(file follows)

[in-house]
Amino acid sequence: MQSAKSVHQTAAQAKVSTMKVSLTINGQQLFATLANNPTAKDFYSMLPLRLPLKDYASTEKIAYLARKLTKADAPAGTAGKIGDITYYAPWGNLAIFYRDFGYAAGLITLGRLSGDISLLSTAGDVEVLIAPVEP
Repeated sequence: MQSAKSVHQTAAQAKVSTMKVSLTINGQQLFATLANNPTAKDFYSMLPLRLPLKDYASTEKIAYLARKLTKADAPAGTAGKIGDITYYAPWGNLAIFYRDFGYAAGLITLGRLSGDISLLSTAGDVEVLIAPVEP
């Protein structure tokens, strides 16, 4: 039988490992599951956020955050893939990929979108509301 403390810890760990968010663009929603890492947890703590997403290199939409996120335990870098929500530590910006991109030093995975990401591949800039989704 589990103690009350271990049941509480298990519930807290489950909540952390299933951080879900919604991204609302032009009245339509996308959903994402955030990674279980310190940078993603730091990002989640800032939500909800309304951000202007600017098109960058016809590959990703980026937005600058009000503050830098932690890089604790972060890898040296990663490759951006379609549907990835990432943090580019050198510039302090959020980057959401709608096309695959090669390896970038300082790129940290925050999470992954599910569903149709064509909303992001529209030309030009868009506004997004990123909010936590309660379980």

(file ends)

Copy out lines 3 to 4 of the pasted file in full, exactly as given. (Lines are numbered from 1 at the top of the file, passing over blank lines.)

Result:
Repeated sequence: MQSAKSVHQTAAQAKVSTMKVSLTINGQQLFATLANNPTAKDFYSMLPLRLPLKDYASTEKIAYLARKLTKADAPAGTAGKIGDITYYAPWGNLAIFYRDFGYAAGLITLGRLSGDISLLSTAGDVEVLIAPVEP
């Protein structure tokens, strides 16, 4: 039988490992599951956020955050893939990929979108509301 403390810890760990968010663009929603890492947890703590997403290199939409996120335990870098929500530590910006991109030093995975990401591949800039989704 589990103690009350271990049941509480298990519930807290489950909540952390299933951080879900919604991204609302032009009245339509996308959903994402955030990674279980310190940078993603730091990002989640800032939500909800309304951000202007600017098109960058016809590959990703980026937005600058009000503050830098932690890089604790972060890898040296990663490759951006379609549907990835990432943090580019050198510039302090959020980057959401709608096309695959090669390896970038300082790129940290925050999470992954599910569903149709064509909303992001529209030309030009868009506004997004990123909010936590309660379980």